Peracetic acid (peroxyacetic acid) has been found to be an effective antimicrobial against vegetative cells, endospores, yeast and mold spores because of its high oxidizing potential and a low pH of 2.8. The acid is prepared using acetic acid with hydrogen peroxide. Peracetic acid is useful as a sanitizer for contact surface decontamination [21 CFR 178.1010] and as a fruit, vegetable, meat and egg wash [21 CFR 173.315]. Peroxyacetic acid, when used in wash water, cannot exceed 80 ppm, and treated products have to be followed by a potable water rinse [21 CFR 173.370].
Sodium nitrite and nitrate have long been used in meat as “red” color stabilizers. They also have been used to effectively control and inhibit growth of Clostridium species. Unfortunately, heating nitrites at cooking temperatures can cause the formation of nitrosamines, which are carcinogenic. Still, it was determined that the benefit outweighed the risk in this case; but the use of nitrites is strictly specified depending on the food in question. As a color fixative in smoked, cured tunafish, sodium nitrite cannot exceed 10 ppm. When used as a preservative and color fixative in smoked and cured sablefish, salmon, and shad, sodium nitrite cannot exceed 200 ppm; with sodium nitrate not greater than 500 ppm. (Consult the CFR for regulations on specific cured meat products.) When as a preservative and color fixative with sodium nitrate, sodium nitrite cannot exceed 200 ppm and sodium nitrate no more than 500 ppm in the final cured meat, poultry, or wild game product. The use of these additives and directions for proper food preparation must be added on the retail label of such products.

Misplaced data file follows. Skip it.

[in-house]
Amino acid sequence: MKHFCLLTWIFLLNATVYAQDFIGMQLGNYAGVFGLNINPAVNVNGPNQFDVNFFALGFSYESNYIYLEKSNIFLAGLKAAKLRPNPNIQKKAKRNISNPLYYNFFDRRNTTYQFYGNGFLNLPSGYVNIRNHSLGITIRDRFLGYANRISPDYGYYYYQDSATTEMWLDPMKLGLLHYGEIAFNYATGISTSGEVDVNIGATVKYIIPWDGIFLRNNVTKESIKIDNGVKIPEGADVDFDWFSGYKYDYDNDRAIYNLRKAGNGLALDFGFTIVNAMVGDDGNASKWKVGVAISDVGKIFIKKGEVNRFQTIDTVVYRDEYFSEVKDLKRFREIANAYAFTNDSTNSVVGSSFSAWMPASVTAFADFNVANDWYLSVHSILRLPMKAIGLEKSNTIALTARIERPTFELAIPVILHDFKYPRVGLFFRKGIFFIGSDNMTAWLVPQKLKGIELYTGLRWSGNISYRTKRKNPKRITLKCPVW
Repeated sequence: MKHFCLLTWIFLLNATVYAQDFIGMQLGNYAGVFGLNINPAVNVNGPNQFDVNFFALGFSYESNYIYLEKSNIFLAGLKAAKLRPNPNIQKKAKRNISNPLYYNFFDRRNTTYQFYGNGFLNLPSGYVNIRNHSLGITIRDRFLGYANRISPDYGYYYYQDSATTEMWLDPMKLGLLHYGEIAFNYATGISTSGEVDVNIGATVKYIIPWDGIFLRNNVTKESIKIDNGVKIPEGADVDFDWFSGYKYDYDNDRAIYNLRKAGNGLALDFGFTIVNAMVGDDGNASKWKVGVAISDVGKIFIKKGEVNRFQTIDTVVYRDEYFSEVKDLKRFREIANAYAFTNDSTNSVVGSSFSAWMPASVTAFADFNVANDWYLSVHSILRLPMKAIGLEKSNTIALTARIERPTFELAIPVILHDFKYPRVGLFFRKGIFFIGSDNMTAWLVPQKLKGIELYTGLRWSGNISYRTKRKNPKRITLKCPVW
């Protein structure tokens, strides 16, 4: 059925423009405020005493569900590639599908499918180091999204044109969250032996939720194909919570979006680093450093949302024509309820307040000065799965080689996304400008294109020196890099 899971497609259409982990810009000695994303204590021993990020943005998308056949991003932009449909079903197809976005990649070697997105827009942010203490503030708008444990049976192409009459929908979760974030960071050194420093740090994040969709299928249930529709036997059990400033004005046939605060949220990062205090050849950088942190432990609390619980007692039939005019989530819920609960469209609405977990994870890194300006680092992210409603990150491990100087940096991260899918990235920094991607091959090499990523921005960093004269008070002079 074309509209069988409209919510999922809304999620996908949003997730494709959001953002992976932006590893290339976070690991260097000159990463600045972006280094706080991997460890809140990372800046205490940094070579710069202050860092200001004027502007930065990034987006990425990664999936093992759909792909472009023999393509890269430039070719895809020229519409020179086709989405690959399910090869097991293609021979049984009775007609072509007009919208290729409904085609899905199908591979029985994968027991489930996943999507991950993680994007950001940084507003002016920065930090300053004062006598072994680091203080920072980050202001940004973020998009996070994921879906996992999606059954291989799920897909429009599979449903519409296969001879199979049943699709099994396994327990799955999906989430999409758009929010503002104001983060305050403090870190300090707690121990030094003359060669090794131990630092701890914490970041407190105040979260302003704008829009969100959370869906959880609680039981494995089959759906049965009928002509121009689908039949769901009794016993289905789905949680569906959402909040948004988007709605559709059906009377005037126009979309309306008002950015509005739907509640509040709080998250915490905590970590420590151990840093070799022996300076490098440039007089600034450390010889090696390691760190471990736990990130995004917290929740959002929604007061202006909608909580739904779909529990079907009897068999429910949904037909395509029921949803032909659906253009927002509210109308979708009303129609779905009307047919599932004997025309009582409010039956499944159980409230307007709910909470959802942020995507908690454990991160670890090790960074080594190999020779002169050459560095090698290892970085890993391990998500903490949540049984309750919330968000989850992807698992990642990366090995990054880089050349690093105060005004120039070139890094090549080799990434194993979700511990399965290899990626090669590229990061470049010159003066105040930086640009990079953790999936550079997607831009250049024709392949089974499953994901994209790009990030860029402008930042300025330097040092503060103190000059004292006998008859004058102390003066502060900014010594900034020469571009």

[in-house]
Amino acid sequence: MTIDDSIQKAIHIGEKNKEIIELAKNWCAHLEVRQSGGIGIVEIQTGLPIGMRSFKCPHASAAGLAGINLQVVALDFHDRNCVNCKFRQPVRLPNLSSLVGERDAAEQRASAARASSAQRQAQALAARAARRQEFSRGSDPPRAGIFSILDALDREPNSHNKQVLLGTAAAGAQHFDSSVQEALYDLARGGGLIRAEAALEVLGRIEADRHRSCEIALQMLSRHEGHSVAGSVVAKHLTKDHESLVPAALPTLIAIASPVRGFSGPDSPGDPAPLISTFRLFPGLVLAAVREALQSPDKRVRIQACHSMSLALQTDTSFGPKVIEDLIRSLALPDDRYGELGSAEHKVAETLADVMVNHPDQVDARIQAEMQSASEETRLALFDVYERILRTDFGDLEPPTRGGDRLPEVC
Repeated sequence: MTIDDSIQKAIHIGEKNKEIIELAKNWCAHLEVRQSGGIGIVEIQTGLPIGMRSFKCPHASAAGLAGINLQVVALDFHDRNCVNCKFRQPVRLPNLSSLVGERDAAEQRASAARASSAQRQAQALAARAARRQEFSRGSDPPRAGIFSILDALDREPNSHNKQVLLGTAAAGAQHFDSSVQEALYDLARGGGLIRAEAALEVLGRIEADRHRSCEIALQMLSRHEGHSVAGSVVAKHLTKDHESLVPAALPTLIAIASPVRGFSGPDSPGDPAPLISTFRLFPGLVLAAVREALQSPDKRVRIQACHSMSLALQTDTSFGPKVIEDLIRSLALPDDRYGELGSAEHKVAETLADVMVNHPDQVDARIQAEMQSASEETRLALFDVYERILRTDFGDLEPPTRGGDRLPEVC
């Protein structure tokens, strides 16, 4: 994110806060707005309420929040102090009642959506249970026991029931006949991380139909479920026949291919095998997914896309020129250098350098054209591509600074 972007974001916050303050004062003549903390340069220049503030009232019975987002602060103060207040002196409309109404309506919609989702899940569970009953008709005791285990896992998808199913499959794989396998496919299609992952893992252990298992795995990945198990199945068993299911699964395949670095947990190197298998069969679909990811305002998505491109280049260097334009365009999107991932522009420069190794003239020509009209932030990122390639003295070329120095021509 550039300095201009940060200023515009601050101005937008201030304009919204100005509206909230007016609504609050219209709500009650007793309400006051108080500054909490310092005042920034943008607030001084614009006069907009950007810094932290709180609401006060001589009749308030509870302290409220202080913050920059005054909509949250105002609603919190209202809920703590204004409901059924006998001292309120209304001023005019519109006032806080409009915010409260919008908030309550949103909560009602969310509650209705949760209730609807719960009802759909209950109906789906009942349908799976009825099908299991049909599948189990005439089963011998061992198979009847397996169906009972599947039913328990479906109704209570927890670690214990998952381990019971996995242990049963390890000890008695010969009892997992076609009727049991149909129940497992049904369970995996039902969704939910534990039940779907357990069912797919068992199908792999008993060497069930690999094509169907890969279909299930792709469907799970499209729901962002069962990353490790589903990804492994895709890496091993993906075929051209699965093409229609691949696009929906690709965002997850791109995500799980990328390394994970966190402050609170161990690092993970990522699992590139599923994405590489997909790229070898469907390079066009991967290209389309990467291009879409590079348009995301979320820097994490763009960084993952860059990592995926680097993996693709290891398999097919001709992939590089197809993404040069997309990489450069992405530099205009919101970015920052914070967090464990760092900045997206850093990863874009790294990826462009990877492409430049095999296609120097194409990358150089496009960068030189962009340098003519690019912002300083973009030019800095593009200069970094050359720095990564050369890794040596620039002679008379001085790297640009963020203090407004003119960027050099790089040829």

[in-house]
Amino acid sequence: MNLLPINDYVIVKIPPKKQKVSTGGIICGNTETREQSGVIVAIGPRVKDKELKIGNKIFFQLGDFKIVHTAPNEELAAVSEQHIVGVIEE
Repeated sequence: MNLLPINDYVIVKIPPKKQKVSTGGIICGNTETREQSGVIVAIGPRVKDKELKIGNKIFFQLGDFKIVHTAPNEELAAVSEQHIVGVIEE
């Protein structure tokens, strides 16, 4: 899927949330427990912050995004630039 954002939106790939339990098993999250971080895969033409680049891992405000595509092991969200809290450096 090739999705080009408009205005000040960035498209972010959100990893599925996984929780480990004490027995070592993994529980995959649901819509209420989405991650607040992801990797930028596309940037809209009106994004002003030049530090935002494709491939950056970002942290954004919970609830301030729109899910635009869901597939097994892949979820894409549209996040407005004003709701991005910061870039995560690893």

Lysozyme is a naturally occurring enzyme in both the animal and plant kindoms that plays an important role in the natural defense mechanism. It has the ability to lyse the cell walls of gram-positive bacteria by hydrolyzing the peptidoglycan polymers. Lysozyme is a natural food preservative because it is endogenous to many foods, and specific to bacteria cells and harmless to human cells. Commercial lysozyme is made from hen egg albumin. Gram-negative bacteria also may be killed by lysozyme if their outer membrane is disrupted prior to exposure. Organic acids are one example of compounds that can disrupt the Gram-negative outer membrane. Lysozyme is used in casings and cooked RTE meat and poultry products. The allowable usage is 2.5 mg/lb. of casings and 2.0 mg/lb. of RTE meat or poultry products [GRAS Notice No. 000064].
Lactoferrin is a glycoprotein found in milk that has iron-chelating properties. It is this ability that causes a lack of available iron to bacteria, thereby inhibits bacterial growth. The antimicrobial activity of lactoferrin is highly dependant on the three-dimensional or tertiary structure of the protein, and it can be significantly increased by immobilization of the structure, resulting in a new product called “activated lactoferrin.” The activated lactoferrin is able to detach microorganisms from biosurfaces and also inhibits growth of food pathogens by absorbing free irons. It is effective against both Gram-positive and Gram-negative bacteria. However, it does not kill bacteria like other cidal intervention technologies. It functions mainly as bacteriostatic and has a microbial blocking effect. This may prove useful in addressing the problems associated with tightly bound or adherent pathogens in raw meat that are difficult to eliminate using traditional cleaning or intervention processes.